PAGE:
Surprise Cut in MPR – Implications on the Economy

Following the meeting of the Monetary Policy Committee (MPC) of the CBN on September 22, 2020 and the consequent reduction in benchmark interest rate, we take an in-depth look at the decision and its implications for the economy.

The MPC unexpectedly cut the benchmark interest rate by 100bps to 11.50%, the lowest rate since 2016. In the same vein, the Committee adjusted the asymmetric corridor to +100/-700 bps around the MPR from +200/-500 bps, while keeping CRR at 27.50% and Liquidity ratio at 30.0%. Despite the continuous rise in headline inflation, the Committee cut the benchmark interest rate, as it believes the current uptrend in consumer prices is not a result of monetary factors; the rate cut indicates the apex bank’s commitment to spur quick economic recovery.

While the current inflation level is well above its long-term inflation target of 6-9%, the Committee indicated that it is trying to fight inflation through expansionary policies. This implies targeting an increase in overall output. Consequently, we expect the Bank to channel cheap credits to key sectors in order to fix the structural problems.

While we understand the current inflationary trend is hinged more on cost-push factors especially as food supply and productivity remains weak relative to demand, we did not expect the committee to cut MPR so quickly, as the last rate cut has not transmitted to significant improvements in output. However, it is broadly in line with the apex bank’s stance to boost credit growth significantly.

Elsewhere, with a weak transmission mechanism, we doubt the potency of the rate cut in fostering significant impact on economic growth. With that said, we expect more efforts from the fiscal authority to focus on ease of doing business as well as other growth stimulating factors that the nation has been battling with for a long term. While we commend the reforms in the Oil & Gas and Power sectors, though with reservation around the timing, we opine that more fiscal policies have to be rolled out for this rate cut to have a major impact on long-term growth.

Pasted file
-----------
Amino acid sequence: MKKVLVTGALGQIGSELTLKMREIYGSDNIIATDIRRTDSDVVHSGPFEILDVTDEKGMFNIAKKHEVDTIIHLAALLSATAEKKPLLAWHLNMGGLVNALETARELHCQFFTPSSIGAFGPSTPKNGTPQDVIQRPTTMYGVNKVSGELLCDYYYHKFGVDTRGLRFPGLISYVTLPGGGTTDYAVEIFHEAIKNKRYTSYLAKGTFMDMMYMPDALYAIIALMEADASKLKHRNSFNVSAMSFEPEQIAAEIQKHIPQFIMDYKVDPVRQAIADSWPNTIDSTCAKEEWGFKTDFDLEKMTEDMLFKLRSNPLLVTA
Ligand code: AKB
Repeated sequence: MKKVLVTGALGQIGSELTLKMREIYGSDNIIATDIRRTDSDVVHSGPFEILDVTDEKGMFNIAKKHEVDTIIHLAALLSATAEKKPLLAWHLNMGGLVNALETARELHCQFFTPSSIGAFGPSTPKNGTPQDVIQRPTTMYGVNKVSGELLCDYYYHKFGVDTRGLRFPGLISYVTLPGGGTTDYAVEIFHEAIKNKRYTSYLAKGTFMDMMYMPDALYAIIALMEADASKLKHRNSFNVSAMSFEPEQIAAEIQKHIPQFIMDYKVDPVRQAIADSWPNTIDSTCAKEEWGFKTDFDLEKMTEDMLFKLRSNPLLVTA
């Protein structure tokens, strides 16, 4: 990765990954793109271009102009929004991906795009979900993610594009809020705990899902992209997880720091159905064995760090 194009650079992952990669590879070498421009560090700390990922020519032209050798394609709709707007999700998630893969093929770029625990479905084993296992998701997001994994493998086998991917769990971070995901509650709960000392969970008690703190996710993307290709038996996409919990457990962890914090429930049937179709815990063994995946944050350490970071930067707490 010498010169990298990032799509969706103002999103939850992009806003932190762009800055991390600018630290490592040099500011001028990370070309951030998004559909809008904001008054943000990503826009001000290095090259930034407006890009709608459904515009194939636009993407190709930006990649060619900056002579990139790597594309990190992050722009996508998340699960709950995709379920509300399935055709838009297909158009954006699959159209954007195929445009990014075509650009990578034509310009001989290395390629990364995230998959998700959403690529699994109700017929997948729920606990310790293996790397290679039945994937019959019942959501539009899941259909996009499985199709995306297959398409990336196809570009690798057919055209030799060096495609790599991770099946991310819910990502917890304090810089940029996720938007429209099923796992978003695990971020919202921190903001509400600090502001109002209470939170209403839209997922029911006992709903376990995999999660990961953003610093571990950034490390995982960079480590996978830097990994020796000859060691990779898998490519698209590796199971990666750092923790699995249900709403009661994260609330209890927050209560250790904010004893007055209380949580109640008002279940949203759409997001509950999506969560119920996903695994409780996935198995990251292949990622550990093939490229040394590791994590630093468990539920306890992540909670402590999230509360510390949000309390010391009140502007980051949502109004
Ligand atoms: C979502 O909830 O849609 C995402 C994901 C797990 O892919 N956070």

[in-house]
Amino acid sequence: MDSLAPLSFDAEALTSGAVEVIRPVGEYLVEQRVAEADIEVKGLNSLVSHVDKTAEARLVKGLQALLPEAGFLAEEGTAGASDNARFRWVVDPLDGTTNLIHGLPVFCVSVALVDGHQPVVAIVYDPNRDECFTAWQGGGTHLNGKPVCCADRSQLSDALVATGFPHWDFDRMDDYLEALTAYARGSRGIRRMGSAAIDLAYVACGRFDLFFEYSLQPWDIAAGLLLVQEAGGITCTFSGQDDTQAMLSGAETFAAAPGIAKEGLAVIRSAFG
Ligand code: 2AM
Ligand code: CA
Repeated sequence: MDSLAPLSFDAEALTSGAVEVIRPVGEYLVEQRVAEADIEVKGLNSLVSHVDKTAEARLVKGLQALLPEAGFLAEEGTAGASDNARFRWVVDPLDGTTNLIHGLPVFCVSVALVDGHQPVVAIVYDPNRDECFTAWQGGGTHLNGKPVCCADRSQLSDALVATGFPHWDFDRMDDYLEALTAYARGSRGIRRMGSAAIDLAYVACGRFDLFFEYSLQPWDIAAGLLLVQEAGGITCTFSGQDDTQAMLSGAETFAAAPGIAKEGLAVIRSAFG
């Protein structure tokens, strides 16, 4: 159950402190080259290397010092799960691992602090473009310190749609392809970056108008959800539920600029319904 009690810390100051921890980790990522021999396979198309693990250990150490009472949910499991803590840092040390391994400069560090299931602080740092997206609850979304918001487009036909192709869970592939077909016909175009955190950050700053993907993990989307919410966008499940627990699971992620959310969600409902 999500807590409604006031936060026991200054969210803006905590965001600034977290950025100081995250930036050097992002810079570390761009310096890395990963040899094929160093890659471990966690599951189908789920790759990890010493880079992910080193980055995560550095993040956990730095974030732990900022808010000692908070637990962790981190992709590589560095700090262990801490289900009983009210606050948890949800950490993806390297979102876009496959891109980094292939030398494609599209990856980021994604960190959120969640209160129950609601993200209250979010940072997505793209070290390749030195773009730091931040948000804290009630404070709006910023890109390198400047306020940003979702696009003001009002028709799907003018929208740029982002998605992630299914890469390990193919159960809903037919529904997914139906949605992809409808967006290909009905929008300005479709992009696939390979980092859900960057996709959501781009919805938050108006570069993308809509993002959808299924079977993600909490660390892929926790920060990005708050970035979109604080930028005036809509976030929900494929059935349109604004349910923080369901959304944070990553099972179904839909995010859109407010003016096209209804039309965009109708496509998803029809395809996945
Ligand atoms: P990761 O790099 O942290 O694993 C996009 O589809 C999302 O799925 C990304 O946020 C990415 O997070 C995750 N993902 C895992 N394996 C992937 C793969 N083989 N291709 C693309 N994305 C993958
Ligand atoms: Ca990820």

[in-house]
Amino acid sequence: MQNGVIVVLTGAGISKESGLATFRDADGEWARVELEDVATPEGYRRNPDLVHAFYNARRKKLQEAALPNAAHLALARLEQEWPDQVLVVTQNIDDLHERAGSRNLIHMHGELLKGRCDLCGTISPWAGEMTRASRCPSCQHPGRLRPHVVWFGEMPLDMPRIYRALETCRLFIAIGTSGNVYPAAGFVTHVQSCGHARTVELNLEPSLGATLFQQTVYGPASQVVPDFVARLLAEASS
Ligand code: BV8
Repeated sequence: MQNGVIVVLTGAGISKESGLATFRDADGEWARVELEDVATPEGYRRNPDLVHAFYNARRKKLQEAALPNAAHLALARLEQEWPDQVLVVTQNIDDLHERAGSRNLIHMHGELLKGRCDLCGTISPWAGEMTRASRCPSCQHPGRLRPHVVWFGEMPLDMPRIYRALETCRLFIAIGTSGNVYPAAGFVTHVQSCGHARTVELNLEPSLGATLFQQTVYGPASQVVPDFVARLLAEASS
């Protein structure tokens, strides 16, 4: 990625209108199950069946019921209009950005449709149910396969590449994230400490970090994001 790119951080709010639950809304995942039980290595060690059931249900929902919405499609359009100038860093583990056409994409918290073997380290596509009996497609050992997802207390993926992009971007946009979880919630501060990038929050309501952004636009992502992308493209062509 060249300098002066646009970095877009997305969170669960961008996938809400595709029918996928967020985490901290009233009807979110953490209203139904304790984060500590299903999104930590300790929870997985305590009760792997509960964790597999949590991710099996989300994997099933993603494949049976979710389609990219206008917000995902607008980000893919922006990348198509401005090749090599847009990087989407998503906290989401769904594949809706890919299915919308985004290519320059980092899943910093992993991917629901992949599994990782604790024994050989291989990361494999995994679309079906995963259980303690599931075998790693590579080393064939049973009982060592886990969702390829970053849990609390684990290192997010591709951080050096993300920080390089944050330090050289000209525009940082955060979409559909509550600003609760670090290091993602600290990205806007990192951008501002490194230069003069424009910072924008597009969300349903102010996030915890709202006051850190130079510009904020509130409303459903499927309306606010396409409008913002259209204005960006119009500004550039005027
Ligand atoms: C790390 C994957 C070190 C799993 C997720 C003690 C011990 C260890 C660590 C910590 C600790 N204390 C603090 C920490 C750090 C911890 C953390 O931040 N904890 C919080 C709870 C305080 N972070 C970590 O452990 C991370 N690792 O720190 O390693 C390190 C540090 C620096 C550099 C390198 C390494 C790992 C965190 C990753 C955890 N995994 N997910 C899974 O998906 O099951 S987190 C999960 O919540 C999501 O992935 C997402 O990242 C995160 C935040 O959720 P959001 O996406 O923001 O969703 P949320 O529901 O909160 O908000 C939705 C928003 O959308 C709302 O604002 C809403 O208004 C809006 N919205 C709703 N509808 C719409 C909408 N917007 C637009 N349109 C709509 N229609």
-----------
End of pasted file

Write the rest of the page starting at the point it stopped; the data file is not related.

With this rate cut, we expect interest rate on savings deposit to fall further. We recall that CBN had recently cut interest rate on savings accounts to 10% of the MPR from 30%. This means interest rate on savings accounts has been effectively reduced to 1.15% (10% of 11.5%) from 1.25% (10% of 12.5%). You may want to read our previous article on this subject titled: CBN’s Rate Cut on Savings Account: What Does This Mean?

While this should further reduce cost of funds for banks, it may further discourage savings deposits. Likewise, the threshold for rates at the CBN’s Standing Lending Facility (SLF) & Standing Deposit Facility (SDF) windows will fall from the previous 14.5% and 7.5% to 12.5% and 4.5% respectively. We posit that this rate cut suggests that interest rates may remain quite low in the near to medium term. As such, negative real return on fixed income investments is expected to steadily increase as we expect headline inflation to continue its upward trajectory.

Furthermore, the rate cut may further discourage investment in Naira and Naira denominated assets, as yields remain unattractive. Local Investors may begin to seek opportunities in the Eurobond space as they weigh the rationality of investing in Naira at similar yields as that on Eurobond. In juxtaposition with the current FX illiquidity, we expect FPI to continue to shy away from our market in the near term as risk-adjusted returns remain unattractive.

While macroeconomic conditions remain weak, investment in equities looks more attractive from a valuation standpoint given the low interest rate environment. In the same vein, annualised returns (dividend yields) on some quality names looks more attractive for investors who are willing to invest with a medium to long-term horizon.